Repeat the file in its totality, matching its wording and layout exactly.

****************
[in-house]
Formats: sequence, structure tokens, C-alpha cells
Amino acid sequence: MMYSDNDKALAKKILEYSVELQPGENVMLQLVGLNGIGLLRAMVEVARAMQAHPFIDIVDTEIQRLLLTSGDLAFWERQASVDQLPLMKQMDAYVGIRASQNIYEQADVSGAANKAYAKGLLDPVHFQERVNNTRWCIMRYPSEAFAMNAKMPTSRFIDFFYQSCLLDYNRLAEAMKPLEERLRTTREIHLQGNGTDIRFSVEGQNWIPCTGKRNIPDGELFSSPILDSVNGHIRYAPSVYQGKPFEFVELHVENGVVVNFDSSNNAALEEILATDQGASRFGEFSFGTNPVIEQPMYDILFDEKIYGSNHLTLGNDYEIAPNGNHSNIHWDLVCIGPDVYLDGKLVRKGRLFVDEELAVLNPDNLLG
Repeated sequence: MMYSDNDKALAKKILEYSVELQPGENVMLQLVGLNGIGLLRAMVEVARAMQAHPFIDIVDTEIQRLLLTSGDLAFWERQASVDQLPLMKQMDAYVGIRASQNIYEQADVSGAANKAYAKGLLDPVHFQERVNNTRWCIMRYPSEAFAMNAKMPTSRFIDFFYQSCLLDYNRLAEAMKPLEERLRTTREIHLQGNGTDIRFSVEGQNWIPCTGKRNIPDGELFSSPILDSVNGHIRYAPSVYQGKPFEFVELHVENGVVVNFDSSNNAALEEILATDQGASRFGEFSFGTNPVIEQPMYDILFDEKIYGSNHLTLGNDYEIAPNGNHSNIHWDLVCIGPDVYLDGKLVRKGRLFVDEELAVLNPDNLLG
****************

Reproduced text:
[in-house]
Formats: sequence, structure tokens, C-alpha cells
Amino acid sequence: MMYSDNDKALAKKILEYSVELQPGENVMLQLVGLNGIGLLRAMVEVARAMQAHPFIDIVDTEIQRLLLTSGDLAFWERQASVDQLPLMKQMDAYVGIRASQNIYEQADVSGAANKAYAKGLLDPVHFQERVNNTRWCIMRYPSEAFAMNAKMPTSRFIDFFYQSCLLDYNRLAEAMKPLEERLRTTREIHLQGNGTDIRFSVEGQNWIPCTGKRNIPDGELFSSPILDSVNGHIRYAPSVYQGKPFEFVELHVENGVVVNFDSSNNAALEEILATDQGASRFGEFSFGTNPVIEQPMYDILFDEKIYGSNHLTLGNDYEIAPNGNHSNIHWDLVCIGPDVYLDGKLVRKGRLFVDEELAVLNPDNLLG
Repeated sequence: MMYSDNDKALAKKILEYSVELQPGENVMLQLVGLNGIGLLRAMVEVARAMQAHPFIDIVDTEIQRLLLTSGDLAFWERQASVDQLPLMKQMDAYVGIRASQNIYEQADVSGAANKAYAKGLLDPVHFQERVNNTRWCIMRYPSEAFAMNAKMPTSRFIDFFYQSCLLDYNRLAEAMKPLEERLRTTREIHLQGNGTDIRFSVEGQNWIPCTGKRNIPDGELFSSPILDSVNGHIRYAPSVYQGKPFEFVELHVENGVVVNFDSSNNAALEEILATDQGASRFGEFSFGTNPVIEQPMYDILFDEKIYGSNHLTLGNDYEIAPNGNHSNIHWDLVCIGPDVYLDGKLVRKGRLFVDEELAVLNPDNLLG